Helmet of Ice
It was a cold November day, and our dry boats rested one hundred yards from a sea broken into churning black heaves of water between jostling bergs. I feared my father would chase me with his axe, as a joke, forcing me to run over the hard creases of shore ice, which were sharp enough to cut through my seal-skin pants and gash my legs. My mother lay on her stomach among the women. For some reason she was acting as if she were a seal pup—her cough could sometimes be heard above the wind that was dying as the clouded sun fell toward the horizon.
My father’s harassment had become intolerable. This morning he had scoffed when I spilled whale oil while pouring some into a smaller container that my mother wanted to give to a destitute neighbor. So I had taken his rifle and set it in a snow bank a mile from the village and baited it with the head of a seal. Then I’d built a cowl over the seal head with a piece of tarp and old tent poles. I had seen a polar bear hunting the ice edge near there and hoped it would nose under the cowl, take the bait, and trigger my father’s rifle.
“Have you seen my gun?” my father had asked me around noon.
“No,” I said.
I had been listening all day for the rifle’s report. I wanted to slip away and inspect my trap, in case I had missed the sound. If the bear had been shot, I would reveal everything to my father. I would share the meat and earn respect and my father would never harass me again.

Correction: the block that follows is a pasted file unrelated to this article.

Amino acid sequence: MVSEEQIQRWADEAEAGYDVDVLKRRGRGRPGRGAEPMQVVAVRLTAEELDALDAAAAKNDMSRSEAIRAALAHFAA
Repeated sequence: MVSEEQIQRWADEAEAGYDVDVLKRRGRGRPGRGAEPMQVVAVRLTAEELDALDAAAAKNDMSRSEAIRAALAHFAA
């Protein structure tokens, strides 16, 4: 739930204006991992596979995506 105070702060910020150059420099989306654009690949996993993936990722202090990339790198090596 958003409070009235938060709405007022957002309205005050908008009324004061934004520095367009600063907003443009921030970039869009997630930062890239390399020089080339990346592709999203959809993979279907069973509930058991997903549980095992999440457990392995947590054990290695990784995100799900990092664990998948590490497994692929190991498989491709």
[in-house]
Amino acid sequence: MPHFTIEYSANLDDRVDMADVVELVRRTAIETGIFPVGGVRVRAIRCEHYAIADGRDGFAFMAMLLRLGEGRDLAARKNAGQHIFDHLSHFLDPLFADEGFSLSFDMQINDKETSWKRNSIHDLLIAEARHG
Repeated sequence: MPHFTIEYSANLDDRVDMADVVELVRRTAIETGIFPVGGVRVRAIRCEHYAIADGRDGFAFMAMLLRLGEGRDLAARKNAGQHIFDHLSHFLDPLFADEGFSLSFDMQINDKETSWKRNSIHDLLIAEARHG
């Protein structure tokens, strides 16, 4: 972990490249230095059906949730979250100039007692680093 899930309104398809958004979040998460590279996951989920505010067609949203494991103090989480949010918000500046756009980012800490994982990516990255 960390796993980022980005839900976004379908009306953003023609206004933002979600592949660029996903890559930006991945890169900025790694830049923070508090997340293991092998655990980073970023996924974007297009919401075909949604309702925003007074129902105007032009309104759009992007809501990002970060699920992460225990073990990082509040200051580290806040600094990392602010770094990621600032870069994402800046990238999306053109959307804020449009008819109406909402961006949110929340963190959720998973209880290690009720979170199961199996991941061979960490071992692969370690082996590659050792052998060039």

Now my father was talking among the men, leaning on the handle of his axe. All the men wore caribou-hide parkas trimmed with fox fur. I would walk by slowly and continue to my rifle set. My step was light, no louder than grains of sugar stirred in a metal canister.
As I was passing the men, I over-heard my father giving advice: “Arch your back while screaming, and your sound will carry another mile.” The men nodded carefully. “Grab yourself by the neck first thing every morning, and let that be the last time you are caught off-guard all day!”
Then I heard the faint report of a gun. I almost ran, but I stopped altogether and lifted my nose toward the distant sound. My father squinted at me.
One of the men thumped his mittens together to beat away the cold. My father turned back to the men: “Do all sons hate all fathers?” he asked loudly. “I have always thought so, and this is why I must sit quietly for days at a time.” Every eye avoided every other eye. “Do you fathers have any hobbies?” he continued. “My favorite is to lie still with a helmet of ice on my head. I find this helps me to master difficult thoughts and feelings.”
It was getting harder and harder to stand this harassment. I would run to my trap, though it might set off his pursuit instinct. I would see the bullet in the bear’s forehead, then reveal all. I would go. But I felt him looking, and I couldn’t go. For what if the bear was still alive?